Grand Trunk Veggies: Maximizing Urban Farming Potential

Posted by Michelle Lam on April 25, 2021

Grand Trunk Veggies is based on Treaty 7 territory, a traditional gathering place, travelling route and home for many Indigenous Peoples including the Kainai (Blood), Siksika, Piikani, Tsuut’ina and Stoney Nakoda. In addition, Métis peoples.

The land is also known in Canadian geography as Calgary, AB. 

This case study is a part of Young Agrarians Alberta Land Access Guide, a toolkit for farmers seeking land opportunities.

Kye started his urban farm by growing veggies in the backyard of the house he was renting. Soon after he found more yards through a plot listing compiled by YYC Growers & Distributors. Kye was keen to farm so he took on any urban land that was available. Unfortunately many of these yards were far apart and this made his farming operation inefficient. To minimize the travel time between yard sites, Kye put paid advertisements for land into community newsletters in a specific area of Calgary, where he already had existing farms. Within a few months he had enough yards to run his urban farm within a few neighbourhoods.

Kye and an employee farmed on 10 properties, which together amounted to about ¼ acre, that were within 1.5 km of each other. Kye leased the garage of one house to use for storage and as a washing and packaging facility. Each property owner received veggies in exchange for the use of their yard. Liability insurance protected himself and the landowner.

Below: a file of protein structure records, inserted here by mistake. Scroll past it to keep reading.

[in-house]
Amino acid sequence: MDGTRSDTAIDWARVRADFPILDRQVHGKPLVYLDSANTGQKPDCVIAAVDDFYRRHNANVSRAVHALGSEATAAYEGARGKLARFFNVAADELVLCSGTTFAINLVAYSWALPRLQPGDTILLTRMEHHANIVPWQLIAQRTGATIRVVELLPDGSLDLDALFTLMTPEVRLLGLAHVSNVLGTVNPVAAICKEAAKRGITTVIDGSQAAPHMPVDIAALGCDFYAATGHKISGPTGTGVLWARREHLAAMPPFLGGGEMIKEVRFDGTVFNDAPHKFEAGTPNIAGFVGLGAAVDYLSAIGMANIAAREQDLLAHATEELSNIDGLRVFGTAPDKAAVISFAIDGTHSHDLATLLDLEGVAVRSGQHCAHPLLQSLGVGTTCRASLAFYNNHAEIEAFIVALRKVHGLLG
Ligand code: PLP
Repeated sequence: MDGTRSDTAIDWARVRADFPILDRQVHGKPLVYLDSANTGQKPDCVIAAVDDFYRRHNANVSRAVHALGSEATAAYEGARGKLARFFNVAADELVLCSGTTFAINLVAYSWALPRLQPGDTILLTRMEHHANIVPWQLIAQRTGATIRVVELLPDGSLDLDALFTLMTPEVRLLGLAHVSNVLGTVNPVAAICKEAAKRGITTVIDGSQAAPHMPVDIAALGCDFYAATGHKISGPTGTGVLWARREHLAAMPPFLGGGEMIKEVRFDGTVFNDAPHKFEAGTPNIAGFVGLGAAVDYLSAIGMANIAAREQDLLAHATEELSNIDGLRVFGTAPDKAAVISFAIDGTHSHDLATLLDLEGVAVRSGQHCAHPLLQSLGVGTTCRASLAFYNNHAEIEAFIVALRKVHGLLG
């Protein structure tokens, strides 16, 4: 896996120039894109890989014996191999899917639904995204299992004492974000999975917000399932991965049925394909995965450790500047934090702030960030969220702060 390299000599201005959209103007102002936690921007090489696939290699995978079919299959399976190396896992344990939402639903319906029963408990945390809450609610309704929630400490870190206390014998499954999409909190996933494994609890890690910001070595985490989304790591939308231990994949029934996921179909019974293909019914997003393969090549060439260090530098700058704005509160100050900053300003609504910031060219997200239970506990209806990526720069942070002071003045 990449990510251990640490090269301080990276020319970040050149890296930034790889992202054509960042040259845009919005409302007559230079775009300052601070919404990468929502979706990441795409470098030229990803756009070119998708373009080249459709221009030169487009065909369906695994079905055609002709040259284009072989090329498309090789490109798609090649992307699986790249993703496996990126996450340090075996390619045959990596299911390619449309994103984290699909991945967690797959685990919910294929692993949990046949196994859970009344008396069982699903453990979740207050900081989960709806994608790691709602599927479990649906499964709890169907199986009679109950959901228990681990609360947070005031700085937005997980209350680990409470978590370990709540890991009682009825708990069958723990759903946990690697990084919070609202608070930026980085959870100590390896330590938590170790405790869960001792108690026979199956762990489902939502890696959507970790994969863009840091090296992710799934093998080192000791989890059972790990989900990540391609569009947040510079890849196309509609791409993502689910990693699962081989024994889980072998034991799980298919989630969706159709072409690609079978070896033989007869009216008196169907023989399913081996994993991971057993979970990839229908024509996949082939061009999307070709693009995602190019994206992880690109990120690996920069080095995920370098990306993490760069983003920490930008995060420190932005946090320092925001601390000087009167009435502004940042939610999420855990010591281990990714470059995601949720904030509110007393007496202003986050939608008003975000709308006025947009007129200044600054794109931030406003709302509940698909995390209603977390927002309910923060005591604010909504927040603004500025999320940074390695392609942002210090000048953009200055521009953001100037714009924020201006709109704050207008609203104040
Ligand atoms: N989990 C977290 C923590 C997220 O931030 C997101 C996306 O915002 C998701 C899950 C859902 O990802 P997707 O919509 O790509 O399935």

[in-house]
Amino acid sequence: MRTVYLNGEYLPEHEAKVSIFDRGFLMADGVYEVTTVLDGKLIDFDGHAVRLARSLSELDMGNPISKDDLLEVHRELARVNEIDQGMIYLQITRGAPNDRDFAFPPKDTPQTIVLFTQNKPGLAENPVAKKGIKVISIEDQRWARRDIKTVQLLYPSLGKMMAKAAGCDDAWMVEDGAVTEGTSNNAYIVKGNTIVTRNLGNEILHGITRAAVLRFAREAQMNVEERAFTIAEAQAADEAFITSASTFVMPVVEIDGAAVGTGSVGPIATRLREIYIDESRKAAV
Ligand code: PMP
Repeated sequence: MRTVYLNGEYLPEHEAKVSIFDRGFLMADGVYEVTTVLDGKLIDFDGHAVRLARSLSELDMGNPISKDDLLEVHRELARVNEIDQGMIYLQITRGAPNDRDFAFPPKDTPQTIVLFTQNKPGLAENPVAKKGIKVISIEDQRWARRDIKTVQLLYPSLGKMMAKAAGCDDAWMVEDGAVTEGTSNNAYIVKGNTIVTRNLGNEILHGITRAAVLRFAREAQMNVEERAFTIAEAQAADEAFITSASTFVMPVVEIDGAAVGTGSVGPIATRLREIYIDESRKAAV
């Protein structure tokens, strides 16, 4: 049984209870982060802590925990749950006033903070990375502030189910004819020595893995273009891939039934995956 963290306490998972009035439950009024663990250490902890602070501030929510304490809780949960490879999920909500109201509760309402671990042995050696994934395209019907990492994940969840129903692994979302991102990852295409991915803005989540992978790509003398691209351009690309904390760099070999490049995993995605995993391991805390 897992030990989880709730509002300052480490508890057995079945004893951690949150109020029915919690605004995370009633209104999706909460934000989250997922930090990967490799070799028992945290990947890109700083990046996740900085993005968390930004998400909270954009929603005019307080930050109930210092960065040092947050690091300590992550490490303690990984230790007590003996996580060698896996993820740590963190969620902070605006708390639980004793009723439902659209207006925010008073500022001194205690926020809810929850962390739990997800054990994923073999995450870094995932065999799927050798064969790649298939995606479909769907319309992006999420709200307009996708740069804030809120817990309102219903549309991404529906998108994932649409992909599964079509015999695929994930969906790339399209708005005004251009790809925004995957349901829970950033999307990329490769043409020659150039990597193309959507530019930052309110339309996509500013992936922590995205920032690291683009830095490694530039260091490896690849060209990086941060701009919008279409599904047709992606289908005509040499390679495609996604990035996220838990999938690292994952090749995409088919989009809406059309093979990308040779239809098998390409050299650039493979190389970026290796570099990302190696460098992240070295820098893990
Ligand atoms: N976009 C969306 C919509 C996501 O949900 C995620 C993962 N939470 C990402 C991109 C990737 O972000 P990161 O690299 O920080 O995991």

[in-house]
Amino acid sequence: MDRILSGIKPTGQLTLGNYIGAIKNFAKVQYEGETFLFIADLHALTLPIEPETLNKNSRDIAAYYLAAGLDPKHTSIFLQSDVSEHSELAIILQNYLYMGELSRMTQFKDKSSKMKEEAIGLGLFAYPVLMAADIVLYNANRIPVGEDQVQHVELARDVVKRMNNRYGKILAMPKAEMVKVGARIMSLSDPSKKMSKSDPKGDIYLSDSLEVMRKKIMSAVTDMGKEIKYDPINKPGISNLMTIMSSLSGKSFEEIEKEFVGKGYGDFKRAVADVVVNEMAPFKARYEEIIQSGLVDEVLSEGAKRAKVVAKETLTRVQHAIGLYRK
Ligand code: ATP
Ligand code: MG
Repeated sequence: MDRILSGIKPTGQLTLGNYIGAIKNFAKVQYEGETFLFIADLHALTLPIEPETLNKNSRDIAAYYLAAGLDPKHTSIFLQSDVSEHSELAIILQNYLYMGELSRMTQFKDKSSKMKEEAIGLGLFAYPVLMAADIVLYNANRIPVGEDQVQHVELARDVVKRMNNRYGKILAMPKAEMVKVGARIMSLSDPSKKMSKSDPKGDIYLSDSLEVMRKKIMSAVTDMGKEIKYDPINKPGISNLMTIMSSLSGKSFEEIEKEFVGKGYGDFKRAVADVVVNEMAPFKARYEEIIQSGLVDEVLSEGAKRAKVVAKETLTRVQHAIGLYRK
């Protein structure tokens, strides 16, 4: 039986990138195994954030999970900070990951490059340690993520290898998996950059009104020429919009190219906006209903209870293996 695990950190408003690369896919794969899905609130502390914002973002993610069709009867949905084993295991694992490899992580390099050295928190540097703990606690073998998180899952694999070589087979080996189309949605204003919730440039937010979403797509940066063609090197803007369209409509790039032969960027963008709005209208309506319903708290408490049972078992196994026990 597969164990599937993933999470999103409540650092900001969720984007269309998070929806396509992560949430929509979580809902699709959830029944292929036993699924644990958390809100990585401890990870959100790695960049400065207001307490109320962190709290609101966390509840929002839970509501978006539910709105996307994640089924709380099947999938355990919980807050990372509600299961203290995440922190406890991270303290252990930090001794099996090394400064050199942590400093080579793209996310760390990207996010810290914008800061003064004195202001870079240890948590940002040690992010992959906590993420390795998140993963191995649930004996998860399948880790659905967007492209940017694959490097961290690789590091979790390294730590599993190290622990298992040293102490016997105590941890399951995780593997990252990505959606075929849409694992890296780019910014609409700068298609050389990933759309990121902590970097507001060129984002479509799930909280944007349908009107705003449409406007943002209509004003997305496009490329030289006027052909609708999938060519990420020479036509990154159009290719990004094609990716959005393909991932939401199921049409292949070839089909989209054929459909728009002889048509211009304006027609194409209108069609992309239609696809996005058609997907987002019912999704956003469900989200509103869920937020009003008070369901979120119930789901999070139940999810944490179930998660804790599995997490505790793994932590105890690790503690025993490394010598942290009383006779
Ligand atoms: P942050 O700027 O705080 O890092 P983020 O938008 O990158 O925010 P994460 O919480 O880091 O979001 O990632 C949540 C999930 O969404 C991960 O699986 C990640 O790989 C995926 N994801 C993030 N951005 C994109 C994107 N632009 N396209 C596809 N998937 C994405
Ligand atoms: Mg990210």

Kye established a memorandum of understanding (MOU) with each landowner to make it clear what he would do (i.e. growing and harvesting veggies) and what he will not do (i.e. general yard maintenance). The goal of the MOU was to ensure that expectations were clearly stated and that both the farmer and the landower felt comfortable with the arrangement.

Kye used the water available on site and ensured that the landowner felt fairly compensated for that water use. He had a positive relationship with all the landowners and was picky about whose land he would use. His advice: the land and the landowner both need to be amenable to farming!

Kye’s success was in maintaining good relationships with the landowners. The longest he’s farmed on one yard is 6 years.

Kye recommends that when urban farmers are starting, they slowly build up the number of sites they farm to ensure that each yard and land owner fit the needs of the farmer. Typically the amount of work is proportional to the number of sites, not the amount you produce, so it pays to be picky!

Since this post was originally written, Grand Trunk Veggies has transitioned ownership. Josh and Sarah Spackman are now the new owners of Grand Trunk Veggies and Chefs Farmer. Photos have been provided by Grand Trunk Veggies.

Interested in exploring a career in regenerative farming in Alberta? Here are some helpful places to start:
  • The Young Agrarians Apprenticeship Program is a full immersion program that puts you into the heart of running a farm business, day in and day out.
  • The Business Bootcamp is a pay-what-you-can online, community-based program that will give you the space and skills to write a stellar business plan for the farm of your dreams.
  • The YA U-MAP is an online tool that can link you to nearby educational, land, and job opportunities!
  • Sign-Up for the YA Newsletter to receive the latest updates on news, events, and jobs.
  • Join the Young Agrarians Alberta Facebook group, an online community of regenerative farmers in Alberta.

Have any additional questions? Send us a message to alberta@youngagrarians.org

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